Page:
Sep 01, 2021
Continuing with our racing mower project significant progress has been made in the month and a half since our last blog update. There is a new front axle, steering system, and motor, the transaxle has been raised, jackshaft has been installed, new fuel tank system built, and sheetmetal molded so that everything fits like it should. It has been a long and labor intensive progress to get to this point so buckle up while I give you the details of what all it has taken to turn a John Deere LA115 from 6mph lawn mower, to a 27hp speed machine.
The first thing mark and I did with this machine was to strip it down to little more than the frame in order to asses what we had to work with. In our initial baseline testing we had noticed that there were two major issues that came to mind those being the steering was way too loose to be safe at any sort of speed and that the ride height was way too high to give a safe center of gravity. Two fix these problems we did a few things. First we replaced the proving front axle with a solid axle that was welded in. This caused the ride height in the front to drop about 5 inches and gave a more stable frame.
Second we raised the transaxle so that the back end would drop leveling out the frame and giving a lower center of gravity
But because of the new higher ride level the belts would no longer line up properly with the mower shaft. To alleviate this problem we installed a jackshaft using our own Boca Bearing pillow block bearings to secure it. This works by using two belts instead of one where the first belt runs from the engine to the pulley on the jackshaft, and the second belt runs from the jackshaft to transaxle completing the transfer of power from the engine to the transaxle. One side effect of this is because two pulleys are used on the jackshaft the gearing can either be increased, decreased or left the safe depending on desired effect. For our use case we geared it in such a way that we should have about a 1:10 gearing ratio where as the original stock ratio was about 1:1 which should translate to something like a max speed around 50-60mph before abounding for the extra engine power
But because we added the jackshaft some modifications had to be made to the body as the jackshaft stuck out the fuel tank window leaving an exposed rotary shaft. To fix this a sheetmetal plate was welded over the hole and then heated up to a point where it was red hot and beaten into a dome till it would no longer interfere with movement of the jackshaft.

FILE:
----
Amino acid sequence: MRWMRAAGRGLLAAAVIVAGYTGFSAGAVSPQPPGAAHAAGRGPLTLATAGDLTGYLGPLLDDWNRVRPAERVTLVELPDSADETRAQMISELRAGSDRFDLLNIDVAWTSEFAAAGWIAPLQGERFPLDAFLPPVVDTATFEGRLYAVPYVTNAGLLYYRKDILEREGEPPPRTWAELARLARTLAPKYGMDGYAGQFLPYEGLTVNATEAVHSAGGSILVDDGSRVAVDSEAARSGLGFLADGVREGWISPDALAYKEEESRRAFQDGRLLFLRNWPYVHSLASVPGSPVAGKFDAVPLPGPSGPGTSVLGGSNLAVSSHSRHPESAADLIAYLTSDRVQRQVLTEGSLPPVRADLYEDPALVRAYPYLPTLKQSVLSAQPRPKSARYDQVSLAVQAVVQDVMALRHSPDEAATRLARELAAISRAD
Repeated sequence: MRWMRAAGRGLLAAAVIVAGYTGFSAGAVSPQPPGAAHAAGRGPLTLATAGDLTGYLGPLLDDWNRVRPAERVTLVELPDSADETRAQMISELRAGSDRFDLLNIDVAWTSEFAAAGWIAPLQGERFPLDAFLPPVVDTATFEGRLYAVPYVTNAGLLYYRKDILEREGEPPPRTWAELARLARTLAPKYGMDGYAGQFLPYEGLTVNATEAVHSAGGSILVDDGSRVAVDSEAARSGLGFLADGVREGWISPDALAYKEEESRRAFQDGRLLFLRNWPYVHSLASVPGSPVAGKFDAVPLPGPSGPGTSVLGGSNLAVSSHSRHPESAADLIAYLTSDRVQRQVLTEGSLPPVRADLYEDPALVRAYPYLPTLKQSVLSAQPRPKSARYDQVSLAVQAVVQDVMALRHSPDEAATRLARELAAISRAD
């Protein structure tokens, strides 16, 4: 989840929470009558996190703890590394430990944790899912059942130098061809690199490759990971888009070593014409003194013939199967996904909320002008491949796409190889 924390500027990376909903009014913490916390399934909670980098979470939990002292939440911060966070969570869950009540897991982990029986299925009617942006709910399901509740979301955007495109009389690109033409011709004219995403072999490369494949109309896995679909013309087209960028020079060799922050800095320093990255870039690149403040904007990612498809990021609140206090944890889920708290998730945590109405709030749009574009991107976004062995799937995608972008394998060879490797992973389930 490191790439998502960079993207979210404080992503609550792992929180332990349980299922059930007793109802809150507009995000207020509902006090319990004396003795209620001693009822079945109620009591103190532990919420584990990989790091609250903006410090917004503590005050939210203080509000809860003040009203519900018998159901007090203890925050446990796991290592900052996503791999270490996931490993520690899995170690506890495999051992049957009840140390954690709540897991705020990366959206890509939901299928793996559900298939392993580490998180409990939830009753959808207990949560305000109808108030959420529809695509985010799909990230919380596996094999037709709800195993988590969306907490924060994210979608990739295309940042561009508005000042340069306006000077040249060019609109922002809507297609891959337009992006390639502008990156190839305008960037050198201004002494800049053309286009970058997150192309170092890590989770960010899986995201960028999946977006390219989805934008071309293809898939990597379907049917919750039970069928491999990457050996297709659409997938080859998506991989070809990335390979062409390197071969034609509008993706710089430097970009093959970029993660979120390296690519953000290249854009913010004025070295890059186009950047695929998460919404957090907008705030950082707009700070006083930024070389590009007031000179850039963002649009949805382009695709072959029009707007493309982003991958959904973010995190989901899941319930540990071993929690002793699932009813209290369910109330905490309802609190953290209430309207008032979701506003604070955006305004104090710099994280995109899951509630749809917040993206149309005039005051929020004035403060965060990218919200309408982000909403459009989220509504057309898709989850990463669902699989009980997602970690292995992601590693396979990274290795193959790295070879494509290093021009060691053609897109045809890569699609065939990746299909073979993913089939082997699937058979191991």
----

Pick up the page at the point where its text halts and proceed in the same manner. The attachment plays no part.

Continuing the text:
Once all this was complete the next item on the agenda was overhauling the steering. There was a little trial and error on getting the geometry right here, initially it would only steer right, then if you turned left it went right, but we finally sorted it all and got it steering tightly and properly. To do this we welded a piece of steel onto the original steering gear and then used an aluminum steering linkage and two of our Boca Bearing rod end bearings to attach the steering wheel to the control point of the front axle.
Next due to all the prior modifications there were some issues concerning where the gas tank would be located as the stop one would no longer fit where it was initially. After some thought the decision was made to place the gas tank on the back of the mower with an all new mounting system. To achieve this the paint was stripped off the rear, two pieces of 4in steel tube were cut to size and placed at a distance where there the gas tank would fit between them and then welded into place. Next another piece of that tube was cut and welded across the back to act as a bumper in the event of a collision and then 3/4” round tube was bent and gut tested in such a way to protect the tank from crumpling in the event of a rollover or large object collision. Finally a piece of sheetmetal was welded in on the bottom and sides to prevent and rocks or small debris from popping off the bottom of the tank and to give a cleaner overall look.
After all this was done some short headers were stuck on the engine, the wiring harness was reattached and the linkages were reinstalled. The mower was then taken outside and tested on jack stands. Happily she fired right up with no fuss, and the test was overall a success. However there was a small issue that the main belt coming off the engine proved to be a little too loose and has a tendency to fly off at high rpm. This is a small problem as it can be solved with just getting a smaller belt. But this test shows that we are very close to having this machine up and ready to ride!